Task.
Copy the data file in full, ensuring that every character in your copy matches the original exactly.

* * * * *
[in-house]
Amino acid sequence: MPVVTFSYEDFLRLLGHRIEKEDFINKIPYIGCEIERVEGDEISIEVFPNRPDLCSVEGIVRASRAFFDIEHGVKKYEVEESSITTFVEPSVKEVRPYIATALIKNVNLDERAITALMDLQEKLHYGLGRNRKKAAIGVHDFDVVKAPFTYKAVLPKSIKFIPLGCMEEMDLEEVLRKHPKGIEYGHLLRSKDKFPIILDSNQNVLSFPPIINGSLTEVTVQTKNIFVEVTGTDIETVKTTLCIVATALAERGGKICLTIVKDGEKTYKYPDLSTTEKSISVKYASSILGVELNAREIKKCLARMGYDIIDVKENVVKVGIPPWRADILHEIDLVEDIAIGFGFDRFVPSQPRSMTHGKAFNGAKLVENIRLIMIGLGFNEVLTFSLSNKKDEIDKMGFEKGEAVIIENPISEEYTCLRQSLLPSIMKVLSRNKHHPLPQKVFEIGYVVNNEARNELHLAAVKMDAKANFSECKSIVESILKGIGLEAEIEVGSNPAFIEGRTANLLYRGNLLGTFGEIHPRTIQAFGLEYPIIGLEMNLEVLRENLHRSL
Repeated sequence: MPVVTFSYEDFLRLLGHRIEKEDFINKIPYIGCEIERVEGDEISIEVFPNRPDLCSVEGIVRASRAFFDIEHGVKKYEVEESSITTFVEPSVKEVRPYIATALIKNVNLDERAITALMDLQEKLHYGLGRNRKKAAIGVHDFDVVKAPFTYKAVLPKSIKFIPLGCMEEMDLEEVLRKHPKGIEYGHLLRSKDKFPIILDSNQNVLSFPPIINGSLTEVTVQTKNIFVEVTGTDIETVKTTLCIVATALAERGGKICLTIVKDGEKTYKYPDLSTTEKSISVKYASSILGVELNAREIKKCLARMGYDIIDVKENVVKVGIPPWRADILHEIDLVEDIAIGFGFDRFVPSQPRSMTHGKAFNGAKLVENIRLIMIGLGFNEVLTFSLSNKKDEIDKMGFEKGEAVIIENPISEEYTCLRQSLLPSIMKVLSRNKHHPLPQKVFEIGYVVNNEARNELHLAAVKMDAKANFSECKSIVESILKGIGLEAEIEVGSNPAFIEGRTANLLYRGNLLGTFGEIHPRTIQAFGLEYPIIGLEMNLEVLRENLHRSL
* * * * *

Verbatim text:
[in-house]
Amino acid sequence: MPVVTFSYEDFLRLLGHRIEKEDFINKIPYIGCEIERVEGDEISIEVFPNRPDLCSVEGIVRASRAFFDIEHGVKKYEVEESSITTFVEPSVKEVRPYIATALIKNVNLDERAITALMDLQEKLHYGLGRNRKKAAIGVHDFDVVKAPFTYKAVLPKSIKFIPLGCMEEMDLEEVLRKHPKGIEYGHLLRSKDKFPIILDSNQNVLSFPPIINGSLTEVTVQTKNIFVEVTGTDIETVKTTLCIVATALAERGGKICLTIVKDGEKTYKYPDLSTTEKSISVKYASSILGVELNAREIKKCLARMGYDIIDVKENVVKVGIPPWRADILHEIDLVEDIAIGFGFDRFVPSQPRSMTHGKAFNGAKLVENIRLIMIGLGFNEVLTFSLSNKKDEIDKMGFEKGEAVIIENPISEEYTCLRQSLLPSIMKVLSRNKHHPLPQKVFEIGYVVNNEARNELHLAAVKMDAKANFSECKSIVESILKGIGLEAEIEVGSNPAFIEGRTANLLYRGNLLGTFGEIHPRTIQAFGLEYPIIGLEMNLEVLRENLHRSL
Repeated sequence: MPVVTFSYEDFLRLLGHRIEKEDFINKIPYIGCEIERVEGDEISIEVFPNRPDLCSVEGIVRASRAFFDIEHGVKKYEVEESSITTFVEPSVKEVRPYIATALIKNVNLDERAITALMDLQEKLHYGLGRNRKKAAIGVHDFDVVKAPFTYKAVLPKSIKFIPLGCMEEMDLEEVLRKHPKGIEYGHLLRSKDKFPIILDSNQNVLSFPPIINGSLTEVTVQTKNIFVEVTGTDIETVKTTLCIVATALAERGGKICLTIVKDGEKTYKYPDLSTTEKSISVKYASSILGVELNAREIKKCLARMGYDIIDVKENVVKVGIPPWRADILHEIDLVEDIAIGFGFDRFVPSQPRSMTHGKAFNGAKLVENIRLIMIGLGFNEVLTFSLSNKKDEIDKMGFEKGEAVIIENPISEEYTCLRQSLLPSIMKVLSRNKHHPLPQKVFEIGYVVNNEARNELHLAAVKMDAKANFSECKSIVESILKGIGLEAEIEVGSNPAFIEGRTANLLYRGNLLGTFGEIHPRTIQAFGLEYPIIGLEMNLEVLRENLHRSL